The HR industry is witnessing an unforeseen perfect storm. HR has had to address stay at home orders across the globe, some industries furloughing in masses, some industries shifting millions of employees to remote work, some industries adapting to the new needs of an “essential worker” category.
Technology had played a key role in 2019 with new applications to help source candidates, give employees self-service capabilities on mobile, train employees used augmented and virtual reality, adaptive learning, and more. The massive shift to online has exacerbated both the gaps technology fills and the blatant need for understanding people better. Let’s take a look at overnight seismic shifts that will become the new 2020 roadmap for HR:

Sources: Korn Ferry, PwC, Spencer Stuart.

We’ll evaluate the three talent management trends impacting HR in 2020:

  • Emphasis on the human element
  • Unified view of people throughout the employee life cycle
  • New era of recruiting

Key takeaways

Emphasis on the Human Element: Know and Value Your People

As digital operations become the norm, businesses have to evolve through the people that make them different. According to PWC’s People Strategy For the Digital Age Survey Report,

“It’s easy to lose sight of the value of people in a digital world. The real winners won’t necessarily be the organisations that secure the best and latest technology; it’ll be those that use the technology they have to get the best out of their people – and vice versa. And that means using talent data wisely. We have access to more data than ever, but information means nothing unless it’s intelligently analysed and the results fed into talent strategy.”

Organizations that left the understanding of people to on-the-fly judgements based on in-person interactions are at a clear disadvantage here. Organizations are forced to develop that “human understanding muscle” and build the frameworks, at scale, to gain that organizational intelligence in order to make the critical people moves that will make the company endure. 

Unified View of People Through the Employee Life Cycle: Recognize Cross-Functional Development As an Opportunity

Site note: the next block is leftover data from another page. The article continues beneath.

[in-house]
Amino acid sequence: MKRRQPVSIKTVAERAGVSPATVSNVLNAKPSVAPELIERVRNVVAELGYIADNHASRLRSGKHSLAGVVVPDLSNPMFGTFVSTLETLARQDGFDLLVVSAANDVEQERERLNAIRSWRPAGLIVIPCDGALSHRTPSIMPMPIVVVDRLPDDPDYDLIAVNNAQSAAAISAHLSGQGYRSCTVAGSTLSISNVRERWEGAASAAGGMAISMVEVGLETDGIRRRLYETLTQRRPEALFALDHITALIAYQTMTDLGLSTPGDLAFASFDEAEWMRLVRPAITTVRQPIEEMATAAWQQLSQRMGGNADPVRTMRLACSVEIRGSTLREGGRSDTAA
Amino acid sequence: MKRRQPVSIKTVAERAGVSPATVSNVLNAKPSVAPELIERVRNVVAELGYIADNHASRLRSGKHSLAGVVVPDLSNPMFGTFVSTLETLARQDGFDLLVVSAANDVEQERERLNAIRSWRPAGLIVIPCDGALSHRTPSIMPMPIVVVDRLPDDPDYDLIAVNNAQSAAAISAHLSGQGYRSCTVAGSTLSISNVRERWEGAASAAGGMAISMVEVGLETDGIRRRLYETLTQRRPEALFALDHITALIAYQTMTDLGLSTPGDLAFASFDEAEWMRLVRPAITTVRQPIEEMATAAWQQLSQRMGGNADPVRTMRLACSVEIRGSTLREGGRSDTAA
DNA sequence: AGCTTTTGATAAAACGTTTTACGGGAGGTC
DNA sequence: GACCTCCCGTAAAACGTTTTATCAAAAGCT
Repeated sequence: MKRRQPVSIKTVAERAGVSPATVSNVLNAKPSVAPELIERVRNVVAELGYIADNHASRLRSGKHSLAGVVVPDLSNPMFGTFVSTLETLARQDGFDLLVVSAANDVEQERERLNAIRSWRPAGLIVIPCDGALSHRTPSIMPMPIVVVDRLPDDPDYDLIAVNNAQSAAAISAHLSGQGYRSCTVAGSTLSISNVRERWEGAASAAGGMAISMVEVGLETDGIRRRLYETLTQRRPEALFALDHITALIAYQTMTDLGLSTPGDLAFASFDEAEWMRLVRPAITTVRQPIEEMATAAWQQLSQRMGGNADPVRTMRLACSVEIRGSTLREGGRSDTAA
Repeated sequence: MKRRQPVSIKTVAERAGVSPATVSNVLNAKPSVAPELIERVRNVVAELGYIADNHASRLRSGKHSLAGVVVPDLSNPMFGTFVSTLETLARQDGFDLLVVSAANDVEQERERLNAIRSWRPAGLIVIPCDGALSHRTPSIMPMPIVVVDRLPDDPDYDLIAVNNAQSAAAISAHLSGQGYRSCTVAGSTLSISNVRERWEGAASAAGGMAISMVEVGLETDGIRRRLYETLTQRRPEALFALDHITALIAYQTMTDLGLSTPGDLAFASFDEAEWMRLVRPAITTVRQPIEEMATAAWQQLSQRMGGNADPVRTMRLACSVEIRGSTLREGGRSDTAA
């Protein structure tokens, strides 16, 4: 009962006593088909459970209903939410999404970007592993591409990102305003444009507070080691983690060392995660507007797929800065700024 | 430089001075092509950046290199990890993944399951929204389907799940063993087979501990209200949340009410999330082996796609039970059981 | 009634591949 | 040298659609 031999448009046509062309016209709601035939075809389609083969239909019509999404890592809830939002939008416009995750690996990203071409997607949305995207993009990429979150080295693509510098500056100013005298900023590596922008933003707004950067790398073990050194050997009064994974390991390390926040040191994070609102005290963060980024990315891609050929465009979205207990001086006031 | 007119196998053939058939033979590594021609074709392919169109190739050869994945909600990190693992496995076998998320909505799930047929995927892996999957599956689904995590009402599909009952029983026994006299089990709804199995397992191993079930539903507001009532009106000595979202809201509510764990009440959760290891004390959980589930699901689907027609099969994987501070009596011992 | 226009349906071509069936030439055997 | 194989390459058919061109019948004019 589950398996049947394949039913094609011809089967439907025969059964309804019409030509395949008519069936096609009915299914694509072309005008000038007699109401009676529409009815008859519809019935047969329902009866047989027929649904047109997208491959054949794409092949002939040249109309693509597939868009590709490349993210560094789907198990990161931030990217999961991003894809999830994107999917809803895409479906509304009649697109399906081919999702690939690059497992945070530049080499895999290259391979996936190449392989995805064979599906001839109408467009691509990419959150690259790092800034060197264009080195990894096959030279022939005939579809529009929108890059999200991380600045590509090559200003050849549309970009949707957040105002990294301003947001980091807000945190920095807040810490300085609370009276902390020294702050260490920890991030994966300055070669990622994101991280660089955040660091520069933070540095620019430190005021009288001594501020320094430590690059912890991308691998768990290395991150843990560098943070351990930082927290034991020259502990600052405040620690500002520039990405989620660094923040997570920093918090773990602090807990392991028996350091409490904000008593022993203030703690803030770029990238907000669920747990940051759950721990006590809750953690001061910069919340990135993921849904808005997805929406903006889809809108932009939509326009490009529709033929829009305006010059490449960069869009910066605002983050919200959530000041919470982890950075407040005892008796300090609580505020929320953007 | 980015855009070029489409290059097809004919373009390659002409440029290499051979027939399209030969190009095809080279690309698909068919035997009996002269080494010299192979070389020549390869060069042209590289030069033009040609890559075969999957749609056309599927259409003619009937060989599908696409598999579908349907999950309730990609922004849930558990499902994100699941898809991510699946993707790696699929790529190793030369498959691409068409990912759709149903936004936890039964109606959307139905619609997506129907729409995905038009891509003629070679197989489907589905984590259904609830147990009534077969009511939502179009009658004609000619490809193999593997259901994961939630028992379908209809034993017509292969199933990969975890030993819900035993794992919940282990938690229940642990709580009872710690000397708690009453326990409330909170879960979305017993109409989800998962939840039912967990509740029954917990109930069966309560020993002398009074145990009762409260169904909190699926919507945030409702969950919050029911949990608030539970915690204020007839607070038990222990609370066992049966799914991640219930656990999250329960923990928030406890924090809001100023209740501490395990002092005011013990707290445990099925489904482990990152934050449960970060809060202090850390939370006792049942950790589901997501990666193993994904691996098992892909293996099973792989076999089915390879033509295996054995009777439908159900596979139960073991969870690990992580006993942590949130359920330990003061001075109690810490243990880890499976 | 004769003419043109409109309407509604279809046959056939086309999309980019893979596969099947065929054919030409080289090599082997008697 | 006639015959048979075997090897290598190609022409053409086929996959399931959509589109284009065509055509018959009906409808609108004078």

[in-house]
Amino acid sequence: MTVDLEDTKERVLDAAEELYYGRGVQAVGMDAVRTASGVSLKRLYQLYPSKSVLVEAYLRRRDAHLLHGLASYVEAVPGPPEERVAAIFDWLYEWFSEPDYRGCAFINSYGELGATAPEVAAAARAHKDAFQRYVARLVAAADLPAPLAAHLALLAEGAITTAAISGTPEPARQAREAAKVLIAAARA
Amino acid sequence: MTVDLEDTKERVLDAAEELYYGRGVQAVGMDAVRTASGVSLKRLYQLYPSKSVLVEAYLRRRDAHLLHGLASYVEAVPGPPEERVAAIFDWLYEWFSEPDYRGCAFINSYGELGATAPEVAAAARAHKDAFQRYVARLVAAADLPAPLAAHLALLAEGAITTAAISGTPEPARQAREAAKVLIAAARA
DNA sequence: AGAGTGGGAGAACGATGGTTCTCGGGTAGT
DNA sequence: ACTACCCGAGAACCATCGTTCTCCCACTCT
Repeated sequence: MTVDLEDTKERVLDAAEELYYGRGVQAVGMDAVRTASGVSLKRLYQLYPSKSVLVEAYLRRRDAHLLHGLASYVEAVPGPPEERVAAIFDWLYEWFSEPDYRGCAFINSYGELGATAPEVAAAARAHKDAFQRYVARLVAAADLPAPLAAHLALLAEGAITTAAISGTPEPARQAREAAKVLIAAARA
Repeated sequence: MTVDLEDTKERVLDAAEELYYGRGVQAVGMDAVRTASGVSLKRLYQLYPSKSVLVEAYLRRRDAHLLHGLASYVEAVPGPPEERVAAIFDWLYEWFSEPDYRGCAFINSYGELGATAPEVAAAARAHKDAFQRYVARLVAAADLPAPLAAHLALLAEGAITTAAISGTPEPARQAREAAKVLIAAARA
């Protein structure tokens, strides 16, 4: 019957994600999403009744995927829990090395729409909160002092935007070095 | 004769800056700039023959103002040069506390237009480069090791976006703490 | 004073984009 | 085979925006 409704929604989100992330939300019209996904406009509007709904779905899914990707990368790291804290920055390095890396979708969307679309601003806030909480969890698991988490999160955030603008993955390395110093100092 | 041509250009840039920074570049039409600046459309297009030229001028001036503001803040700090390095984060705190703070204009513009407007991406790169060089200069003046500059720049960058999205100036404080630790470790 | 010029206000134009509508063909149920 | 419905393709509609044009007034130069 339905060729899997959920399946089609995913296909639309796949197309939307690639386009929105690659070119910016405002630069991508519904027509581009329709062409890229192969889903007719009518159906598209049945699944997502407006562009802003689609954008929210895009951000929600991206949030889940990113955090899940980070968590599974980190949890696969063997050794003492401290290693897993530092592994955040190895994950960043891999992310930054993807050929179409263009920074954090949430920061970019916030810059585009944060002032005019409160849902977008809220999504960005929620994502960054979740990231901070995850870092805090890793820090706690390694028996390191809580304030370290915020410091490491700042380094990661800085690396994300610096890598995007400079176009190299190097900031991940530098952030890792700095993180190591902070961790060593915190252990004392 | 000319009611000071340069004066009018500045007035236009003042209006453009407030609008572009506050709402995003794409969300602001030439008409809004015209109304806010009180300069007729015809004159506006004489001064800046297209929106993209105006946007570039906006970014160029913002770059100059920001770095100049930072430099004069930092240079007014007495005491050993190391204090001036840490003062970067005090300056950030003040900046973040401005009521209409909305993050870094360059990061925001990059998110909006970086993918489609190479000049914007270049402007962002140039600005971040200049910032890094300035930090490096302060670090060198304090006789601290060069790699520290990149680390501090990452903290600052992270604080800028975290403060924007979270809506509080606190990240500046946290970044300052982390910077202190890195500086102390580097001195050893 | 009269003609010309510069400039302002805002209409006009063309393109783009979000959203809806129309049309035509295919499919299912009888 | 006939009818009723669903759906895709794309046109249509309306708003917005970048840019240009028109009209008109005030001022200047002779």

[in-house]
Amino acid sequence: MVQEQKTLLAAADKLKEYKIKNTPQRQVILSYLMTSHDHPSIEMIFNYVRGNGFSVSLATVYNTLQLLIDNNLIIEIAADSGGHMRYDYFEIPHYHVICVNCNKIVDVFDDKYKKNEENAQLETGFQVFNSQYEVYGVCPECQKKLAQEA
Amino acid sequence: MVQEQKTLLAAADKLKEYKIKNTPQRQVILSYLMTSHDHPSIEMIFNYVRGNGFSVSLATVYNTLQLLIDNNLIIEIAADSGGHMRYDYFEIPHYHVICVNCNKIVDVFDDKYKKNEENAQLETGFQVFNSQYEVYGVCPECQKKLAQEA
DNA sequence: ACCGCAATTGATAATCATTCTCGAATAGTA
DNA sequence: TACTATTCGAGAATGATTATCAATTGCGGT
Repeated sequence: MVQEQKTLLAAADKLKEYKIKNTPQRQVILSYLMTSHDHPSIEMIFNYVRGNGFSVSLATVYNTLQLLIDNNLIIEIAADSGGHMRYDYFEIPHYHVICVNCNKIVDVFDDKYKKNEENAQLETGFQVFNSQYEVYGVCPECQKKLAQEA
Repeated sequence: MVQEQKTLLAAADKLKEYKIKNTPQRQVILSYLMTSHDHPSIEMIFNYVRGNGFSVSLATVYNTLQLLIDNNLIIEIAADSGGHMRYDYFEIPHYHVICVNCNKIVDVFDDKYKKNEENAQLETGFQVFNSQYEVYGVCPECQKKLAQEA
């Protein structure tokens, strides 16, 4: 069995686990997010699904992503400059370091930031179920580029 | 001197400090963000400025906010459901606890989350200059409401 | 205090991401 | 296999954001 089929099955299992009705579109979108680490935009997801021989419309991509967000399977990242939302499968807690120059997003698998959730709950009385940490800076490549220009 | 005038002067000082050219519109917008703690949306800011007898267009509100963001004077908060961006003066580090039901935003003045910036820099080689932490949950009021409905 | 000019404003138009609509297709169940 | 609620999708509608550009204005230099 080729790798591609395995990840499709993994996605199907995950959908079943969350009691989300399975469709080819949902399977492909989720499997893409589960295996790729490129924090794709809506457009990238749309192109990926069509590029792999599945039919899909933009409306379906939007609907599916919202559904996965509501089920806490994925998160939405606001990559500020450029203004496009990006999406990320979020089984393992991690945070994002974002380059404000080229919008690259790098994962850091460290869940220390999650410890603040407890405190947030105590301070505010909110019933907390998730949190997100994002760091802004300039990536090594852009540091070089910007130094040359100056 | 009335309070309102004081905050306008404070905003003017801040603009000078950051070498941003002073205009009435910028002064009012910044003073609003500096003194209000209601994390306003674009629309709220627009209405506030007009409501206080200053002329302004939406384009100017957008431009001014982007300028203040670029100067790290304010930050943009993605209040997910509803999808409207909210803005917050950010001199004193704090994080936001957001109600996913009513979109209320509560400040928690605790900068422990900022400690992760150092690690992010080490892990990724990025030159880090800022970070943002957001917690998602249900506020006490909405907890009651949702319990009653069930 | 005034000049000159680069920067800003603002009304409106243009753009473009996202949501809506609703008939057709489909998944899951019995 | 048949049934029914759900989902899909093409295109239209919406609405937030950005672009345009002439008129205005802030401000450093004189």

In the Spencer Stuart CHRO 2025 Report, Willie Smit, chief human resources officer of Nyrstar states,

“We must also have a more flexible approach to talent management, moving people around the business — the days of keeping someone in a role for three to five years are gone.”

Building a strong people analytics foundation means that organizations can recognize available pivots. In addition to retaining top talent, cross-functional development is a direct way businesses can apply people intelligence insights for greater performance. David Farris and Kelli Vukelic of Korn Ferry have a metaphor: coaches of professional sports teams use various statistics to get to know each player inside and out to tweak performance, often in playing different sports during off-season. David Farris and Kelli Vukelic write,

“You want to make sure to develop the areas most critical to the organization. Do you know what sets your firm’s top performers apart from their peers? If not, use this time to assess your company’s stars and then compare them against their peers to make sure we are focused on development in the right areas.”

A New Era of Recruiting

PWC’s People Strategy For the Digital Age Survey highlights:

“The abundance of information – from both internal and external sources – is the richest possible mine when it comes to understanding the employer brand, employee engagement and what employees want and need from the organisation. The vital, and apparently missing, step is to transform the data collected into strategic advantage.”

The definition of talent management expanding beyond full-time employee has wide-ranging implications for recruiting practices and employer brand strategy. CEOs with the help of CHROs are turning their attention to people intelligence as an effective business growth strategy for every function. Internal hiring, cross-functional development, and outside recruitment are areas where people analytics are changing the face of talent management.

Summing it up

Q1 2020 has forced the business world to recognize that being people centric is the key to adapting through dramatic changes in landscapes. As a result, in order to weather storms in Q2 and beyond, leading with people intelligence is no longer an option, but a necessity alongside market projections. The workforce is leading the way forcing employers to think more widely about sources of talent. Organizations that adapt by exploring not only new geographies and sectors but investing in their current employees and encouraging them to gain valuable, performance-driven skills through cross-functional development are best positioned to enter Q3 and Q4 stronger.

So, how do Chief Human Resources Officers start putting modern talent management frameworks in place?

  • Start augmenting people insights at an organizational level. Behavioral platforms like Aptology help HR and Business leaders take stock of another dimension of their workforce.
  • Define Success Profiles for roles, starting with roles where objective metrics are available (eg. quota attainment or time to resolution)
  • Start by rolling out pilots in organizations to avoid multi-year, multi-million dollar rollouts

For more information on the Aptology platform, talk to an expert.